The warrior yarrow loves to be in full sun and moist but well drained soil. It’s an incredibly self-sufficient plant and needs little attention unless the soil becomes a bit too dry, in which case it will need a good glug of water.
It should give you a beautiful display from June to about August and maybe, if you’re lucky, into October. It is recommended to harvest a good bunch of yarrow on a sunny day. The sunshine helps to promote the production of essential oils in the plant and you can be sure to capture this. Then simply lay out in a cool dark place to dry. You can then store in an airtight container for culinary or medicinal use.
If you love to grow herbs or gorgeously aromatic plants, pop a pot or two of yarrow next to them. This fantastic plant will actively help them increase the production of essential oils. How fantastic that yarrow enhances and promotes the abundance of other plants in your garden or on your patio.
You can also add chopped leaves to compost to enrich the soil and add nutrients to your borders and pots. It truly is a heroic warrior!
In the kitchen with warrior yarrow
Our warrior yarrow looks remarkably similar to other varieties of plants. An easy way to tell you have yarrow in front of you is by its leaves, they are feathery and abundant, and something akin to the fern. Indeed, the species name is millefolium which means thousands of leaves.
As the day starts to turn into evening, head back to your kitchen to test your culinary skills with your plant haul.
Yarrow is perhaps best used as a herb to compliment your dishes. It has a bittersweet taste and could potentially overpower any other flavours. Less is more with this Warrior!!
Even though a little naughty, why not try your hand at making yarrow salt. Easy and simple to make, just crush the buds of the flower and mix with sea salt. Lay out on baking paper and dry for a couple of days. Use your yarrow salt for an interesting twist on your favourite dishes.
Dried yarrow is a great alternative to tarragon and by adding a little in stews and casseroles will add a ‘pop’ to those age old recipes handed down through the generations.
The classic salad is always a winner in summer but can become a little staid. Fear not! Let’s get adventurous and make a warrior yarrow salad, again a simple recipe that is sure to surprise and leaves you with more time to spend eating and socialising and less time slaving in the kitchen!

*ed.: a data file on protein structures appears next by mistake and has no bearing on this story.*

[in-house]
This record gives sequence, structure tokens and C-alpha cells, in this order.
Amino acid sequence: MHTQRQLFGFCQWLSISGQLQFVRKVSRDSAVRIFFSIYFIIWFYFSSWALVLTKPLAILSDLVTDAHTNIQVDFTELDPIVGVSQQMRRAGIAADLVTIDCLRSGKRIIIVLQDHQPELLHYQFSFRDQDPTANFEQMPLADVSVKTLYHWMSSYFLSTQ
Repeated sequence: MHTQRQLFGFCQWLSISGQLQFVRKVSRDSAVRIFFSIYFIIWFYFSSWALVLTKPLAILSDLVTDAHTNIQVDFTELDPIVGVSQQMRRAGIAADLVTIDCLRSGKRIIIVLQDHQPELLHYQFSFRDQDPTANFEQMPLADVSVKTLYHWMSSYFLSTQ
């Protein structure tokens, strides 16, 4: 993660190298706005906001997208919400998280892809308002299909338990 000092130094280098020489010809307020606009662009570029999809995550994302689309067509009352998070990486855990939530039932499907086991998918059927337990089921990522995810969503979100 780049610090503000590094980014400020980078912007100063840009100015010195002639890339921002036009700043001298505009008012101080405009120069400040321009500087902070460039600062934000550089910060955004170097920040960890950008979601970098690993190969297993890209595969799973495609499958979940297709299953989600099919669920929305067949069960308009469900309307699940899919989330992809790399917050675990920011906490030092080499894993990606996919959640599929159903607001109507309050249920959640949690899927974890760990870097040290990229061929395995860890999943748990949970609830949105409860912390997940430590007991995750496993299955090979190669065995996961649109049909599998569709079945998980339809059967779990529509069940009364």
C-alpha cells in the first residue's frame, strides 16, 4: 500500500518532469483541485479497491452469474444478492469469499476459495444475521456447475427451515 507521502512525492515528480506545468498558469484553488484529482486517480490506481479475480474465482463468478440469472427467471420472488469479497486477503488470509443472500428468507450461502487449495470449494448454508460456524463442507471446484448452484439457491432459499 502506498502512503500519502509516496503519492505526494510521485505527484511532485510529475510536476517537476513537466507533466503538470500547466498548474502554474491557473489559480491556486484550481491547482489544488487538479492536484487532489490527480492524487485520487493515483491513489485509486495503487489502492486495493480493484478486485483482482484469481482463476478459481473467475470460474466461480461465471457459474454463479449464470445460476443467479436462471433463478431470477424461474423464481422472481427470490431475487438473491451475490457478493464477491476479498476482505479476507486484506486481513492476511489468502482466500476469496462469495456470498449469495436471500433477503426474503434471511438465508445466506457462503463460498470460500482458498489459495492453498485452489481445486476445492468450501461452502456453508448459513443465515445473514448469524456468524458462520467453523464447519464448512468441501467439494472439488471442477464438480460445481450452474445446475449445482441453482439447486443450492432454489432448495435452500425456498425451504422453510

Thoroughly wash and roughly chop a good amount of yarrow and place in your favourite large salad bowl. Mix breadcrumbs with an egg and stir-fry until it is crumbly and golden. Crumble over the yarrow leaves and drizzle a small amount of balsamic vinegar and olive oil over the top.
Tea is always a good idea, no matter what time of the day, who doesn’t feel comforted and nourished by a warming cuppa. Yarrow tea is no exception and has many fantastic benefits, including helping to sooth digestive problems and calming anxiety and depression. You can buy yarrow tea from many health food shops but if you have some dried flowers to hand, all you need to do is roughly chop and steep in a teapot, strain then pour. Incredibly simple, incredibly effective.
Carefully goes it!
- As always please consult a doctor if you are unsure as to whether you should be using Yarrow.
- Pregnant and breastfeeding people should not use yarrow.
- Yarrow should NOT be used if you are prescribed with blood thinning medications.
- This plant is also toxic to cats, dogs and horses, so be sure keep animals away from this plant.
MS Guardio has also written about the healing properties of the oregano.